Unconscious bias, or implicit association, plays a part in all of our lives and how we lead others. Last week we discussed what this kind of bias is and what the types of unconscious bias are. Today we are jumping into finding it in our own lives and then strategies to address it in an actionable way. 

Discover and recognize your unconscious bias 

It can be hard to see our unconscious bias. It’s called unconscious for a reason! Instead of tracking your brain for what basis you may have, look at it from a simpler perspective.

Think about the decisions that you make that center around people that you don’t give much thought to. Take a moment to think about the reasons that you made the decision that you did. Do you task a female leader as the one to provide emotional support when someone is going through a hard time, because you feel like women are more empathetic?  Do you put a male in charge of lofty sales goals because you feel like men are more goal-oriented and action-focused? 

Taking time to reflect and assess the root causes of some of your decision-making processes is s a great place to start in recognizing and discovering your own unintentional bias. 

Take the test

Harvard University can help you get a jump start in uncovering your unconscious bias through a free self-assessment. Once you enter the site, you can choose from 15 different areas of gender, race, sexuality, and a number of other things to assess yourself in. I know that I have an affinity towards our Native American population in the U.S. The assessment proved just that. While I consider native Americans and Whites equal, I have a slight automatic association of American with Native Americans and Foreign with Whites.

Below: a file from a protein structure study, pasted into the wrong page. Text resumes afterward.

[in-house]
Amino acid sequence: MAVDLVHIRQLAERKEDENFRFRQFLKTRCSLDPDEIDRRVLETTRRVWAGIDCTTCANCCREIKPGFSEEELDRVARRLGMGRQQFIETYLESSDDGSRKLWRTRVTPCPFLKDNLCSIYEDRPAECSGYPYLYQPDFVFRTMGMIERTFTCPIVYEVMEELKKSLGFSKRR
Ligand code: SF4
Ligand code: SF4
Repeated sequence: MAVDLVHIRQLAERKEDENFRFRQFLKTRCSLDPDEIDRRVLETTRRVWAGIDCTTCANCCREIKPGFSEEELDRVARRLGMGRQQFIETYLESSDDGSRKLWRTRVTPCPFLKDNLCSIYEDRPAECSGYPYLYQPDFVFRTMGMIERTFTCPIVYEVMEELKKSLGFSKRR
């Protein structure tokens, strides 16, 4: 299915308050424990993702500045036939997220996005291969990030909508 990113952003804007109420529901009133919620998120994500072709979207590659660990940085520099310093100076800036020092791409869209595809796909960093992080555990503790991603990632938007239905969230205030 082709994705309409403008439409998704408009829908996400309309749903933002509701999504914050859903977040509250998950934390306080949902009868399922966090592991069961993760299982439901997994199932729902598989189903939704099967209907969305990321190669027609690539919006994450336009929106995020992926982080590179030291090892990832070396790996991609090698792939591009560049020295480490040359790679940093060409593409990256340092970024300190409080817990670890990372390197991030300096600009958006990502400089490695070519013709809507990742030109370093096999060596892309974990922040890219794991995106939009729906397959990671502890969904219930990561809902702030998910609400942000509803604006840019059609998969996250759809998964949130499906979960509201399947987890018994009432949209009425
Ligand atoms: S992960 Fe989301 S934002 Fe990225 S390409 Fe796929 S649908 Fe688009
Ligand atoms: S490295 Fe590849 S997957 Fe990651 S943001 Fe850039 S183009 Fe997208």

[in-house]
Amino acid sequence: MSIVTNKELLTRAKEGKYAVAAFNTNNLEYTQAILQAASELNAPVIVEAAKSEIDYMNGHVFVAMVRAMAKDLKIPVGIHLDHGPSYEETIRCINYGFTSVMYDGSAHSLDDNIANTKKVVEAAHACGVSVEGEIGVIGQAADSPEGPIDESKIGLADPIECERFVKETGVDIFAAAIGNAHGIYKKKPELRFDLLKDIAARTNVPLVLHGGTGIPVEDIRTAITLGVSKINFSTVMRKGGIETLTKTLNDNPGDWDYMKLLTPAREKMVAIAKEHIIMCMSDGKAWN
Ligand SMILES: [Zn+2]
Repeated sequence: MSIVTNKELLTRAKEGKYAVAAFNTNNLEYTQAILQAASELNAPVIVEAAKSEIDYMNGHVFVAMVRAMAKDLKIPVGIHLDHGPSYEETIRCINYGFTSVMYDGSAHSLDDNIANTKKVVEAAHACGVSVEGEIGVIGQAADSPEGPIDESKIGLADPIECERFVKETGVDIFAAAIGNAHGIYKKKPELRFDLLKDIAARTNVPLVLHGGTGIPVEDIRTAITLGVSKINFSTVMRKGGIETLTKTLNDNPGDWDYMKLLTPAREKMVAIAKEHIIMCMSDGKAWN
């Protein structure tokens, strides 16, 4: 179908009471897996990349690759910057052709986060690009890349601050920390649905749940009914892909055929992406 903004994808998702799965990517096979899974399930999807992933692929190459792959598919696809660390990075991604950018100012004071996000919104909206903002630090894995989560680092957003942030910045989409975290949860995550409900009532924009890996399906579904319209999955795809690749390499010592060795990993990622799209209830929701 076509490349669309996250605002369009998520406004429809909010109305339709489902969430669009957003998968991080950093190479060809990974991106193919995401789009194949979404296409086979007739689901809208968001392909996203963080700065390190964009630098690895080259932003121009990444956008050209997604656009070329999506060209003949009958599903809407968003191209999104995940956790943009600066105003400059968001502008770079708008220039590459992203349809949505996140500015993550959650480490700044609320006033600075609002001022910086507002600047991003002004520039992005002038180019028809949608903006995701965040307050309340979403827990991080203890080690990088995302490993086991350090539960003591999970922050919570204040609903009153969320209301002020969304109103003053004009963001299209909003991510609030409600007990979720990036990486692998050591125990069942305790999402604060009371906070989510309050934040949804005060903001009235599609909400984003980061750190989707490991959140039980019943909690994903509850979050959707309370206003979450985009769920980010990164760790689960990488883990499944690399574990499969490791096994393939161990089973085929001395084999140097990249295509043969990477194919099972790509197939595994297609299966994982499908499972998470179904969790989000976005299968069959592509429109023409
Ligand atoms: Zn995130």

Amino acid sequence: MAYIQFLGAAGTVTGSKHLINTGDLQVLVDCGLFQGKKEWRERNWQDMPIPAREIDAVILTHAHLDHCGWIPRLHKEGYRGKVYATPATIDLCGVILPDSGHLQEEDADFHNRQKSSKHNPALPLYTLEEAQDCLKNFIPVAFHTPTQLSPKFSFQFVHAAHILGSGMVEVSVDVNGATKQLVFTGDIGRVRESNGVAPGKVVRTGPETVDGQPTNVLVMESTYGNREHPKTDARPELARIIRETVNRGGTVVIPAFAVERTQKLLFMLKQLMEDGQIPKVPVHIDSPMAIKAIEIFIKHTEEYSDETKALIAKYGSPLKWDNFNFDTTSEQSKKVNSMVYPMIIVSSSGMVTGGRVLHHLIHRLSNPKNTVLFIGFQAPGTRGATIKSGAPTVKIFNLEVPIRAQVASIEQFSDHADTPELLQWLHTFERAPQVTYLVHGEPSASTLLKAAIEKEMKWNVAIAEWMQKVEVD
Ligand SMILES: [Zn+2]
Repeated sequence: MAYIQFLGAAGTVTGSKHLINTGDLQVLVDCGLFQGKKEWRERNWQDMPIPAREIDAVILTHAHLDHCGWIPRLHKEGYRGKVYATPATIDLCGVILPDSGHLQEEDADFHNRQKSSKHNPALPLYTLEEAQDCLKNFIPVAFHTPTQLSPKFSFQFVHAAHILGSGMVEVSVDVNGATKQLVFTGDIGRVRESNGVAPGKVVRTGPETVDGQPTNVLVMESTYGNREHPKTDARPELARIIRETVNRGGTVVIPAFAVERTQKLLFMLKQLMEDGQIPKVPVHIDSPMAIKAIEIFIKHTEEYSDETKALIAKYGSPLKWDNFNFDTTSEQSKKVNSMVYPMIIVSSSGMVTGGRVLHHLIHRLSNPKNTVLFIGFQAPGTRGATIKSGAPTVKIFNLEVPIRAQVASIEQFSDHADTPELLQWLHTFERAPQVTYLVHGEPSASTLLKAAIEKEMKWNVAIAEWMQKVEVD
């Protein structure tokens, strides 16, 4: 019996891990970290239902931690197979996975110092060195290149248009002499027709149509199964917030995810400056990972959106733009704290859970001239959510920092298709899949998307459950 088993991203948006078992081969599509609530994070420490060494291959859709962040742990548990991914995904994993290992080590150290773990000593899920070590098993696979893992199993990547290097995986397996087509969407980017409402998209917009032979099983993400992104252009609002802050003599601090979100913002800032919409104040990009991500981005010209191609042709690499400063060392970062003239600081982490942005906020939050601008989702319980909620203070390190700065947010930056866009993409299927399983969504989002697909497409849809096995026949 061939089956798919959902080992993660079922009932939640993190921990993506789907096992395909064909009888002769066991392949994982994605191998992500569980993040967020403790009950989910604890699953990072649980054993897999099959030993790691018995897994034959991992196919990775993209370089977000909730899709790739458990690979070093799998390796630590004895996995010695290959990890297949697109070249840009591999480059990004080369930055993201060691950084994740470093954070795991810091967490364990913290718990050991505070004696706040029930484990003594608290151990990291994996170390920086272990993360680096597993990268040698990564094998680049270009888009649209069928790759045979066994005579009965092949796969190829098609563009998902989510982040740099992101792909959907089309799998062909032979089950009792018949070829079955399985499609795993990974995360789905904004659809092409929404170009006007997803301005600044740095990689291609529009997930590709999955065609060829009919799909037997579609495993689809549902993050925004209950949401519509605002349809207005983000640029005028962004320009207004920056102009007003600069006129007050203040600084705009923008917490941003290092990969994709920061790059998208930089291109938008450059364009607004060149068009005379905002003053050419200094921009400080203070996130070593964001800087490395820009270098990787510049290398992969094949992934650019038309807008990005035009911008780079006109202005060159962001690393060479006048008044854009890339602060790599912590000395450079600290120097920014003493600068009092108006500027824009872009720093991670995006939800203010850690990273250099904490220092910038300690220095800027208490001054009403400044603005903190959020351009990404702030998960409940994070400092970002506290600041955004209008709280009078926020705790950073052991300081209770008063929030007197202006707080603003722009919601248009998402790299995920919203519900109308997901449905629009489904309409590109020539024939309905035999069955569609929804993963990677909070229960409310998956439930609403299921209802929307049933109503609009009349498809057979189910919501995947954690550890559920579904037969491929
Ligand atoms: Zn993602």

Interestingly, more than 50% of the near 250,000 that have taken the Native American test first reported as viewing both groups equally, but only 20% completed the test that way. The majority found out that a majority of people have a bias towards Whites over Native Americans. 

Focus on the tree

There is a saying about people that miss the big picture that goes, “They can’t see the forest for the trees.” meaning that they get derailed in the specifics or something not important and in turn miss the big picture of what’s going on around them. To help in growing through your bias I want you to try to see the tree instead of the forest. 

The forest in the example is the collection of the characteristics of a person’s background that you believe to be true. Instead of focusing on all the preconceived notions and mental baggage that we attach to people, focus on the individual right in front of you. Let their actions and words stand on their own. Give them a chance to build trust and a reputation with you based on their own merits and abilities. 

Discuss and learn

After you have uncovered some of the biases that you may have, be authentic and vulnerable to discuss them with others, particularly with people from socially dissimilar groups. Many larger organizations are starting business (or employee) resource groups that bring together people with similar backgrounds or interests. Join up with some of these groups to learn more and challenge the notions that you have about them. 

If you don’t have BRGs or ERGs at your workplace, be mindful to introduce yourself to a different view online or in your community. As funny as it sounds, I think it’s easier to find this in the community than it is online. Your social media algorithms push content that aligns with your current thoughts and preferences and suppresses opposing views. (See The Social Dilemma)  You’ll need to go out of your way to find it on social media, but it’s out there. 

We’ve all got unconscious bias. Understand what it is and how it impacts your leadership decisions on a regular basis. Use the techniques and tips above to begin addressing those ideas and become a more inclusive leader as a result. 

Make a better tomorrow.